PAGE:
How — and how not — to have a love affair with China

Updated: 2015-05-13 06:05

By Chang Jun(China Daily USA)

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China remains a lucrative market with tremendous potential for virtually any business. So it's no surprise to see foreign companies and investors flocking there in droves with strategies for kindling a romance with the world's most populous country and second-largest economy.

But, alas, not all love stories have happy endings, and while China can turn out to be "a land of milk and honey" for some American companies, for others it can be a Waterloo.

The secret formula — if there is such a thing — seems to lie in not only the products and services, but the company's operational wisdom, corporate philosophy and how well management understands China's regulations and policies.How — and how not — to have a love affair with China

No other companies better exemplify the rule "you either make it or break it in China" than Apple and Uber, two Bay Area-based high-tech stars.

Recently, Guangzhou and Chengdu officials raided Uber's local offices, accusing the taxi-hailing app of not having the "legal status" to provide livery services in their cities. Guangzhou police seized thousands of iPhones and other equipment during their investigation, alleging that Uber was operating an illegal taxi service without proper business registration and threatening fines of $4,860 to each individual vehicle involved in the operation.

In January, China's transportation authority had banned drivers of private cars from offering paid-ride services through apps, something Uber should have known.

In a contrast, Apple's love affair with China keeps blossoming, thanks to the tech giant's down-to-earth, practical and interactive approach in China.

Unlike his predecessor Steve Jobs, Apple CEO Tim Cook views the Chinese market as having greater importance and takes a more proactive approach to wooing Chinese consumers. Since Cook took over as CEO in 2011, he has visited China five times, and modified previous marketing strategies by including China among the first batch of countries for releasing new products, such as the iPhone 5s and 5c, as well as the Apple Watch.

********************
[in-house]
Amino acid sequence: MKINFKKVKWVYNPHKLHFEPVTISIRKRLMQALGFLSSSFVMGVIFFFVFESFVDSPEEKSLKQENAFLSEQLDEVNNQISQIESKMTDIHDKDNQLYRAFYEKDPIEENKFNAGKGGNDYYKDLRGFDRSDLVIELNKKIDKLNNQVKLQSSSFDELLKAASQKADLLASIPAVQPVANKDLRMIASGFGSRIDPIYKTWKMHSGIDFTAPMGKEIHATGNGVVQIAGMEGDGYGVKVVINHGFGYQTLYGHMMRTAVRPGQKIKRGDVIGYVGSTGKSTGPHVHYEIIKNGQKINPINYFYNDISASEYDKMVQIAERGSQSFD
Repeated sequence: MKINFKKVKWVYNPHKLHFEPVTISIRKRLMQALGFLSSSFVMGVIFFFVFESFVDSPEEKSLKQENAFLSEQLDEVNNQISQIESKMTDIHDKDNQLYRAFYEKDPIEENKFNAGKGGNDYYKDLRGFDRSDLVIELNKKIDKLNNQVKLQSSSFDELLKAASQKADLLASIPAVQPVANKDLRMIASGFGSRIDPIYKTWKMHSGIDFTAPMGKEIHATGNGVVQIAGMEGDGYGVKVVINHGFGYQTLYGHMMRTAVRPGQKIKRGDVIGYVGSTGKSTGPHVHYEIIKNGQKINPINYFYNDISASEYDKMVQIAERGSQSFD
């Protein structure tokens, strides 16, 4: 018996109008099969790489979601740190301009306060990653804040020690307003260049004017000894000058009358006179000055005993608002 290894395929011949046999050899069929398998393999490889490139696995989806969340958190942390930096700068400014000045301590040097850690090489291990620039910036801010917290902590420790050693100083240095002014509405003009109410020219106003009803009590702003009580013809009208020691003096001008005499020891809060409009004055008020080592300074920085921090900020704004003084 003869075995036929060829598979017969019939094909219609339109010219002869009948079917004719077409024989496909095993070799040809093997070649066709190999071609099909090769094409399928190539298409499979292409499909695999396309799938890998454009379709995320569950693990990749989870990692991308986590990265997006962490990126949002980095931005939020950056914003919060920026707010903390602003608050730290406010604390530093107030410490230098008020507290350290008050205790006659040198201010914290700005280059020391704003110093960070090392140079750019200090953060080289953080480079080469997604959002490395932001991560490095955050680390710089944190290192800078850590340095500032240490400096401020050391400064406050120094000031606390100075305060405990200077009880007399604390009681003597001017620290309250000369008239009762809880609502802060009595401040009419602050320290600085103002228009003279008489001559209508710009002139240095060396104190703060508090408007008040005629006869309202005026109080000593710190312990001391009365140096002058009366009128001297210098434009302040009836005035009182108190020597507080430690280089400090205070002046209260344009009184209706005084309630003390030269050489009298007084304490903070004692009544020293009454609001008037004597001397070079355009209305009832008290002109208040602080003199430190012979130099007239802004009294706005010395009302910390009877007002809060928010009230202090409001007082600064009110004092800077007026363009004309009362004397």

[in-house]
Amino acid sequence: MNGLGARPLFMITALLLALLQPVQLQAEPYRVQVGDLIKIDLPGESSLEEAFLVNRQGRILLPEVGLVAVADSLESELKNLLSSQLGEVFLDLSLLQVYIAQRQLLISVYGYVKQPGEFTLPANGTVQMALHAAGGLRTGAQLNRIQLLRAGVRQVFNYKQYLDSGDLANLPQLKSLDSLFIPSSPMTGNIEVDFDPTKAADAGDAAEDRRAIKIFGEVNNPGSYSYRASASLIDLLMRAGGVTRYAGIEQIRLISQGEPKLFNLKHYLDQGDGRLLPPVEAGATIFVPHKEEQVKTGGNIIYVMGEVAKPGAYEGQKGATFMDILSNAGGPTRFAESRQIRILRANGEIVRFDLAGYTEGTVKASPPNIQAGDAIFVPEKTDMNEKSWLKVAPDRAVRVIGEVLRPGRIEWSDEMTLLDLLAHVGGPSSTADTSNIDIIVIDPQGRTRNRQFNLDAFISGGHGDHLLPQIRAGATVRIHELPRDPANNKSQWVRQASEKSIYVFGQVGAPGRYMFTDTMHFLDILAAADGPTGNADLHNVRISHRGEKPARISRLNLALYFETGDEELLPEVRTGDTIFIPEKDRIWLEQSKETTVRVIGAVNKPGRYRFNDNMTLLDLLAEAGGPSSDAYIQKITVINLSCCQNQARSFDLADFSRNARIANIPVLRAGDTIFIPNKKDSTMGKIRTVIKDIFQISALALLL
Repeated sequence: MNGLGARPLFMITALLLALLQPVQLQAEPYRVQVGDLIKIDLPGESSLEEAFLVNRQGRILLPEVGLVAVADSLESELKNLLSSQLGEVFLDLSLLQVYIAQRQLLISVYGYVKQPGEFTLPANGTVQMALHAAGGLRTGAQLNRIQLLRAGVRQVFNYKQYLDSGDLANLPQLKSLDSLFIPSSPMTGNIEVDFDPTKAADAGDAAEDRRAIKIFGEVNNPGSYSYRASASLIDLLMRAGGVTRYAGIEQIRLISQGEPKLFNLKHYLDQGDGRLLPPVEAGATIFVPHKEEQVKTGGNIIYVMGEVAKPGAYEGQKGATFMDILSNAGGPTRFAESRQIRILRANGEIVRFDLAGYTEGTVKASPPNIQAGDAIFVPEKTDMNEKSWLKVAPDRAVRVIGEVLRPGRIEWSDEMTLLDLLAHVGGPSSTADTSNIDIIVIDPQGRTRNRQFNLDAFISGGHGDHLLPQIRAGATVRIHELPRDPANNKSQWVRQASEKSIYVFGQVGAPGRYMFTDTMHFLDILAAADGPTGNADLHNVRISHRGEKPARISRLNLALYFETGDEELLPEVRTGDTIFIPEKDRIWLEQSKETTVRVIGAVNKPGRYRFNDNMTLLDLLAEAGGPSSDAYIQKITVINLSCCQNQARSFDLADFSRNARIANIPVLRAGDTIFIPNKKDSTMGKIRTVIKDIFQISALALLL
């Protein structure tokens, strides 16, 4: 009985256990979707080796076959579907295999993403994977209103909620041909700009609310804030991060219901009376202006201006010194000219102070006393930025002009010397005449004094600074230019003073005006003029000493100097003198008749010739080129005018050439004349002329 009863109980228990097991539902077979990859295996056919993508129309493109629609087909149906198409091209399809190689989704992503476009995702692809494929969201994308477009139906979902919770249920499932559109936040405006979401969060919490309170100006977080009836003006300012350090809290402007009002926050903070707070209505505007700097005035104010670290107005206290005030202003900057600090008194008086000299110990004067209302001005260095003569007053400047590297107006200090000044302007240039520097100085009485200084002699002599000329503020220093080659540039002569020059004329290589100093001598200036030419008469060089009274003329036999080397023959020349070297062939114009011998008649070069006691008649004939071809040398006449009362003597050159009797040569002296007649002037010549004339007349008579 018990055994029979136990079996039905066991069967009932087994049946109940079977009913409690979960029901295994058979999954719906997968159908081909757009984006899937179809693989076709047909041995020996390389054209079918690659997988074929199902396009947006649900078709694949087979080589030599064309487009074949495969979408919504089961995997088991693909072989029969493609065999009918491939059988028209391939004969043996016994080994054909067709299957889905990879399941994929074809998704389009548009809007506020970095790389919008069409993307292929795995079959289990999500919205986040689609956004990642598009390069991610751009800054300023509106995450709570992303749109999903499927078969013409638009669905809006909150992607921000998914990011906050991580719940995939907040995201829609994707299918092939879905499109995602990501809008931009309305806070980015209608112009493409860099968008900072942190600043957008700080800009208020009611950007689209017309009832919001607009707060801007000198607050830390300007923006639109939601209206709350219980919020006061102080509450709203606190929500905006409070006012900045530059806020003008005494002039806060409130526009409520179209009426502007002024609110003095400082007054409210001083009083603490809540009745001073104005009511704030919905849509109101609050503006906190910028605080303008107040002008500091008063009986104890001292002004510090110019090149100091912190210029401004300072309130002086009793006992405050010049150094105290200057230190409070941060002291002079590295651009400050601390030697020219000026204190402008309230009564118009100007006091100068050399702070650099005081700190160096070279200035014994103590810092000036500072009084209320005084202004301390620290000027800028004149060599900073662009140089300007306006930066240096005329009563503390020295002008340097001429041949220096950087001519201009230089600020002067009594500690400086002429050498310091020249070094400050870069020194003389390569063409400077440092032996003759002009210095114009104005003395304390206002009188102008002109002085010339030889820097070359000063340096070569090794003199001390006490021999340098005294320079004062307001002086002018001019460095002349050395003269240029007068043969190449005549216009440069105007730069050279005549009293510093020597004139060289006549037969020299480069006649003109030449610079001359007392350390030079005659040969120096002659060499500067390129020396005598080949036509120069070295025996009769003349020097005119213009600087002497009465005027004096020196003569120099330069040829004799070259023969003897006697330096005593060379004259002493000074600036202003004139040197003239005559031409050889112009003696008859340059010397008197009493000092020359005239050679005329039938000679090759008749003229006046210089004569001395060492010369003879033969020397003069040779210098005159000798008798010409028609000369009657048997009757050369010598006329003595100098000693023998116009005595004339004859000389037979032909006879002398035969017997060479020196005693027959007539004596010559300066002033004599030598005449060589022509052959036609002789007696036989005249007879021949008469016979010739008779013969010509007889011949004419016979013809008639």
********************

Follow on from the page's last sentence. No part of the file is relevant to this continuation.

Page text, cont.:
During a visit to China in October of 2014, Cook sat with Chinese media and predicted that the Chinese market "will likely contribute the most revenue to Apple in the future — it is just a matter of time."

Apparently, he was right.

Visiting Beijing this week, Cook opened an account on China's popular social media Weibo, China's equivalent of Twitter, on Monday. By Tuesday morning, around 400,000 netizens were reportedly following his inaugural tweet — "Hello China! Happy to be back in Beijing, announcing innovative environmental programs" — sent out via an iPhone 6.

On Monday, IDC data indicated that Apple had, for the first time, surpassed rivals Xiaomi and Samsung to become the largest smartphone vendor in China, even though China's smartphone market had slowed by 4 percent.

Chinese consumers have purchased more iPhones this year than their American counterparts, and Apple's market share rocketed to 14.7 percent in the first quarter, up from 8.7 percent for the same period last year.

Apple's revenue in greater China has increased by 71 percent to $16.8 billion, outpacing the company's overall global growth of 27.2 percent.

Cook is reportedly ready to ink a deal with the World Wildlife Fund to manage around 1 million acres of forests across China by funding a five-year project to plant trees and make paper, using less land and water. Apple survived earlier scandals about maltreatment of employees and low hourly pay.

The love affair continues.

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